The main character of this story is Eve, who is the first female born on Earth in the past fifty years. With the survival of the human race on the line, she has been kept away from seeing any males until she turns sixteen. At this age, she will make a decision: to choose one male out of three that will assist her in creating the next generation of people to populate the earth. Things don’t work out, however; during an unfortunate series of events, she meets another male named Bram. Bram is not one of the three that was chosen for her, so it is against the rules for them to fall in love. After this initial encounter, Eve tries to see him anyway she can, and Bram does the exact same, causing the suspicion around them builds to extreme heights. Eve gradually grows tired of having all of her decisions made for her by her superiors, so she will try her hardest to gain her freedom, which will allow her to fall in love with the man she truly wants.

There were many things that I really enjoyed about the novel. I felt that it was relatively easy for me to picture the events that occurred in my head because the characters, setting, and actions were described so well. The setting of this novel greatly resembled what I’d imagine a futuristic world to look like, and the fact that action occurred in many different locations also made the story interesting. Another thing I enjoyed was how alternating series of chapters were written from different perspectives. I personally find books in which multiple characters’ stories are intertwined fascinating, so I had a great time reading this book.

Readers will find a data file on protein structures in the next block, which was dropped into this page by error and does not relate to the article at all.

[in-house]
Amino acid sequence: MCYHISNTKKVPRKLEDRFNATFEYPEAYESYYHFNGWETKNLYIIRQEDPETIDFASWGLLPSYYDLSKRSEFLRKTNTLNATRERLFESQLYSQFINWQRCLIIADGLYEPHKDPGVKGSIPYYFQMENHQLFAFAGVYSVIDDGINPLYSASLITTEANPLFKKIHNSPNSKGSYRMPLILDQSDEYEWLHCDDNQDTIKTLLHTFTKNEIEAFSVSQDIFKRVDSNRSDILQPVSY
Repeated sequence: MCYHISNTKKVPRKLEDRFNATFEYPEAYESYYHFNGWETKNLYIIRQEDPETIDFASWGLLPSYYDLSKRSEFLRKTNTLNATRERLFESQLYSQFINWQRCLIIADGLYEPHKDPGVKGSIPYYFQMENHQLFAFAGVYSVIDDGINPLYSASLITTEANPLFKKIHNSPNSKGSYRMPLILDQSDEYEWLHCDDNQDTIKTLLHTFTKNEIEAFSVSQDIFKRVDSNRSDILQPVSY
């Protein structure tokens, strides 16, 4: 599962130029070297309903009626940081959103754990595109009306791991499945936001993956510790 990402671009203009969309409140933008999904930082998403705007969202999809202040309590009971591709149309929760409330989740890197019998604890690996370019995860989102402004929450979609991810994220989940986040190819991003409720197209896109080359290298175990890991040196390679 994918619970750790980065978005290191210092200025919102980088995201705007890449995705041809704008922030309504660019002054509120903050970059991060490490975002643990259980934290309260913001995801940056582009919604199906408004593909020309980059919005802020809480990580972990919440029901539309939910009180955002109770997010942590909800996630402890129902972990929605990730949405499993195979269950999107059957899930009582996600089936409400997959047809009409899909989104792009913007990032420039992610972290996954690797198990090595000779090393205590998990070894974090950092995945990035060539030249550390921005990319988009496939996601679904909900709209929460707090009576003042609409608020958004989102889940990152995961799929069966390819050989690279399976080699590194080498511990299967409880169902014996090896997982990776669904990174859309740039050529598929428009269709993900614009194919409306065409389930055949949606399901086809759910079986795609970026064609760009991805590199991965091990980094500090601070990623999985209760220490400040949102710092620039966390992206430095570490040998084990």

The most memorable thing that I learned about was how powerful an emotion love can be. Throughout the novel, it was evident that both Eve and Bram put so many things on the line in their pursuit of staying together. Love is an emotion that can break down any barriers that are placed in front of it; this was a concept that was exemplified numerous times in the book and translates to real life as well.

Reviewed by Griffin, Gayton Library

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Read + Review: Heartwood Box by Ann Aguirre

Heartwood Box

Araceli is a high school senior who is moved by her parents to live with her great aunt, Ottilie, in a small town located in New York. When she enters the house, she gets a strange feeling that somebody is watching her. The feeling dies down as she gets more comfortable living with her aunt. At school, people tell her stories about people disappearing and never being found. Curious, she digs into it and more people tell her that there is a secret lab deep into the woods. It is top secret and nobody knows what they do there. Araceli isn’t that concerned about it until her new friend, Eunsoo, goes missing while she is on her way to her house. She and her friends all investigate the lab and find some unpleasant information.